It’s another week performing at the Castle, along with Vernon and Larry Jennings, many of my riverboat and Lamb’s Players friends are also seated in the Castle Theater.
As I demonstrate my poker, black jack and center dealing controls, Vernon, to the amusement of my pals, monopolizes the audience’s participation.
I ask my assistant, “You shuffled this deck?”
“Yes.” She affirms, “I did.”
I announce, “We are going to deal a round of black jack.” I ask the audience, “How many players should we have?”
Vernon blurts out, “Five players! Five players!”
I ask, “Which hand would you like to receive a blackjack?
Once again Vernon yells out, “Player three. Player three!”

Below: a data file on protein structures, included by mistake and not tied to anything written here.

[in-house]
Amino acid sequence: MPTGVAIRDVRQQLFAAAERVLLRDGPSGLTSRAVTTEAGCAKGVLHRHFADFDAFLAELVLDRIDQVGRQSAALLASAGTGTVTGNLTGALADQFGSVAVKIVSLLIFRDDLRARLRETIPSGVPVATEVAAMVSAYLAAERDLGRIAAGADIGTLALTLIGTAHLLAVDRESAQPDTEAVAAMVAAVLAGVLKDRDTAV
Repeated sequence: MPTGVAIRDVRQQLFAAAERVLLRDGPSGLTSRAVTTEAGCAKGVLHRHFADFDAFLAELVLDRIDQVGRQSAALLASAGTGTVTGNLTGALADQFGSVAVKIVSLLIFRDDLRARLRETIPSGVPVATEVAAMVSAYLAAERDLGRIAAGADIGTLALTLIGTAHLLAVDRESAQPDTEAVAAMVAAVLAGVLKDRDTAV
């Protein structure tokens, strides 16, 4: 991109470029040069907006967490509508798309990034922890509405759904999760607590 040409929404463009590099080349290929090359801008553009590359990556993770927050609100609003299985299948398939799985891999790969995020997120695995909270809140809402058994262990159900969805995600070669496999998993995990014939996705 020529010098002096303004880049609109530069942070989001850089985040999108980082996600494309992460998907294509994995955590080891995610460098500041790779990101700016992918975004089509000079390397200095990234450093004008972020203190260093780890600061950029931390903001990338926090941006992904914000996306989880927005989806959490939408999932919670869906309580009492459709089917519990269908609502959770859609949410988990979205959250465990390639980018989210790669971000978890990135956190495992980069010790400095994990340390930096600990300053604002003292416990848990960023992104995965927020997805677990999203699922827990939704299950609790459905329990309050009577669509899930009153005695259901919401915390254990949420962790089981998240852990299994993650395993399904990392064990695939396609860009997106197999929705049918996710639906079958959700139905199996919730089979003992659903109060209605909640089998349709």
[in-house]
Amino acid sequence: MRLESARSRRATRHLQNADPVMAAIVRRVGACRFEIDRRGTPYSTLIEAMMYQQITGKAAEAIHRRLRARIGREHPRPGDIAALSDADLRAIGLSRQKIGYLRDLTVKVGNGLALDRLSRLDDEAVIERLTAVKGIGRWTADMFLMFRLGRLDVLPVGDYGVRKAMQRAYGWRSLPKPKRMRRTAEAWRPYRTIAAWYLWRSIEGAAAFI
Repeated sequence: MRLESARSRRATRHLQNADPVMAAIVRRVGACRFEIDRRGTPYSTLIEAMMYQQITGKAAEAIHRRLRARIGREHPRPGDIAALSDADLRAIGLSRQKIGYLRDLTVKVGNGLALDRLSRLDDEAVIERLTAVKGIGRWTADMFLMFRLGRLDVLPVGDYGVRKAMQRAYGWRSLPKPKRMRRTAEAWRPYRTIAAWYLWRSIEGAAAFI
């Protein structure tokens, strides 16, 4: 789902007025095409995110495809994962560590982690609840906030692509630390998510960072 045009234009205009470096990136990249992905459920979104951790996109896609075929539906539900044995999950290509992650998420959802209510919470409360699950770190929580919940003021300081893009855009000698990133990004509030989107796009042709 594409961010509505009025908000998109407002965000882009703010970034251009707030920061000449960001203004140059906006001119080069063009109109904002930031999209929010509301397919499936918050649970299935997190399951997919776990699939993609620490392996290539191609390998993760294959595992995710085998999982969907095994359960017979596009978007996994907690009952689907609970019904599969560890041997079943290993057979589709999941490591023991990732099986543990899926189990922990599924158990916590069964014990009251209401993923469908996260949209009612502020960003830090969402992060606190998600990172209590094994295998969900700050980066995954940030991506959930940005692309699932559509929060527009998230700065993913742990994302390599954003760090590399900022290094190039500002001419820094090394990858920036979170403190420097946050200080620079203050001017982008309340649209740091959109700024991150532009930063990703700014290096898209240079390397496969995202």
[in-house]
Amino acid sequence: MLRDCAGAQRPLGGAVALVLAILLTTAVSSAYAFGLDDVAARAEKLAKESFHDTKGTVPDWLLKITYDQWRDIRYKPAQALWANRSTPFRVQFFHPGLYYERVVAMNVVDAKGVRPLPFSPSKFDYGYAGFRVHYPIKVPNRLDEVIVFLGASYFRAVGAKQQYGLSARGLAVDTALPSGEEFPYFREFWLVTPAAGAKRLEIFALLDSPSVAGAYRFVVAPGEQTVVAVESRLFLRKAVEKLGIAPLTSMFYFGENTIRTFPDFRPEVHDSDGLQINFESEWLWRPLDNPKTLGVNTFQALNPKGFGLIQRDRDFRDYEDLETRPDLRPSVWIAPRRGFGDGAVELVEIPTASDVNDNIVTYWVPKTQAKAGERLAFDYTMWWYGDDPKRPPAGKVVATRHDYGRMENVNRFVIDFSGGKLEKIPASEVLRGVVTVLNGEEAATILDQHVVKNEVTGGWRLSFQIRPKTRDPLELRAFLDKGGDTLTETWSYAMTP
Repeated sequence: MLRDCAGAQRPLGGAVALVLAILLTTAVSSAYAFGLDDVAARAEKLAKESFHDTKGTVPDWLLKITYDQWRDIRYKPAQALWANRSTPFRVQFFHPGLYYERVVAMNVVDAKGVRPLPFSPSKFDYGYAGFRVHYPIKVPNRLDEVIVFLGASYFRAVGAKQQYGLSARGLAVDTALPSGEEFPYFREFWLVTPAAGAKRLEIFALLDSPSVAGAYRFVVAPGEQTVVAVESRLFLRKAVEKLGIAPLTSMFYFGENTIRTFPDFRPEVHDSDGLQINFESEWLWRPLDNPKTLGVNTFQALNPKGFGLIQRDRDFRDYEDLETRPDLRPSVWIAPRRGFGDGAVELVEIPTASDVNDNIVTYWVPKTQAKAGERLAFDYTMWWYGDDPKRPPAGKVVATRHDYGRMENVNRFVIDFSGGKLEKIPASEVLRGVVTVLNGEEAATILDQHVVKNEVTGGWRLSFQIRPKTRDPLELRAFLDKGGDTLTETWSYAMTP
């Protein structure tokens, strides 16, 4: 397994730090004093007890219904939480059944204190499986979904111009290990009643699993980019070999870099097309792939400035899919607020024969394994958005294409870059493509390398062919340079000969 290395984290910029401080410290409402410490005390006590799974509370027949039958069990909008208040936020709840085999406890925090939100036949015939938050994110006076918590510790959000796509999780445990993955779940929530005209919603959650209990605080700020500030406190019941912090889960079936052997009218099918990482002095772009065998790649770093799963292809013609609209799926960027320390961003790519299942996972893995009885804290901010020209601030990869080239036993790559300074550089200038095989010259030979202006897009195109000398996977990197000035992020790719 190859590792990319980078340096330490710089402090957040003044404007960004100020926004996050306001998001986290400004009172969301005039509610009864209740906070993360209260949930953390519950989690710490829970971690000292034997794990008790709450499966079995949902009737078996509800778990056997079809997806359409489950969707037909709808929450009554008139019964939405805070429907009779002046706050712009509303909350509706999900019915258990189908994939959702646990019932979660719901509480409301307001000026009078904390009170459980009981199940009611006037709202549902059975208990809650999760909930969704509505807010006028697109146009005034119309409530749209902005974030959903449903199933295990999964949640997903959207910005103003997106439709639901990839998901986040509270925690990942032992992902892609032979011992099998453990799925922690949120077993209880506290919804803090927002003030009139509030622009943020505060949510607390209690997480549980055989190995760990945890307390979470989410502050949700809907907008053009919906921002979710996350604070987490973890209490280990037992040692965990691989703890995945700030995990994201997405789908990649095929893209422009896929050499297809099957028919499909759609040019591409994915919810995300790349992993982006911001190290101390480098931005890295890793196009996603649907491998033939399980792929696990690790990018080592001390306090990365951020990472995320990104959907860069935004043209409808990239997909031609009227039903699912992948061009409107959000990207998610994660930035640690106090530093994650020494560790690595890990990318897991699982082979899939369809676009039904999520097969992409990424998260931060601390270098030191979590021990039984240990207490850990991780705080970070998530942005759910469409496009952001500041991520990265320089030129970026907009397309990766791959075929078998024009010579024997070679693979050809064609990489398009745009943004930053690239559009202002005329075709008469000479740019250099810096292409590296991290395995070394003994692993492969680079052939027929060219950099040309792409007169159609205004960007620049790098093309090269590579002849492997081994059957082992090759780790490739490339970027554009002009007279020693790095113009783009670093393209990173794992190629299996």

As I start to deal, I hear Vernon loudly say to Jennings, “Watch this Larry. Watch this!”
Vernon’s outbursts continue throughout the show; he never lets the other audience members participate. It is as if he and Jennings are the only two spectators in the theater.
To my surprise and delight, after this show, my curiously confrontational relationship with Jennings starts to mellow and becomes a warmly collegial one, so much so that Larry presents me with his latest book, and when what he wrote inside was read to me, I was in stunned shock.
“My friend, Richard Turner, in my opinion, is the finest exponent of gambling sleight-of-hand I have ever known.”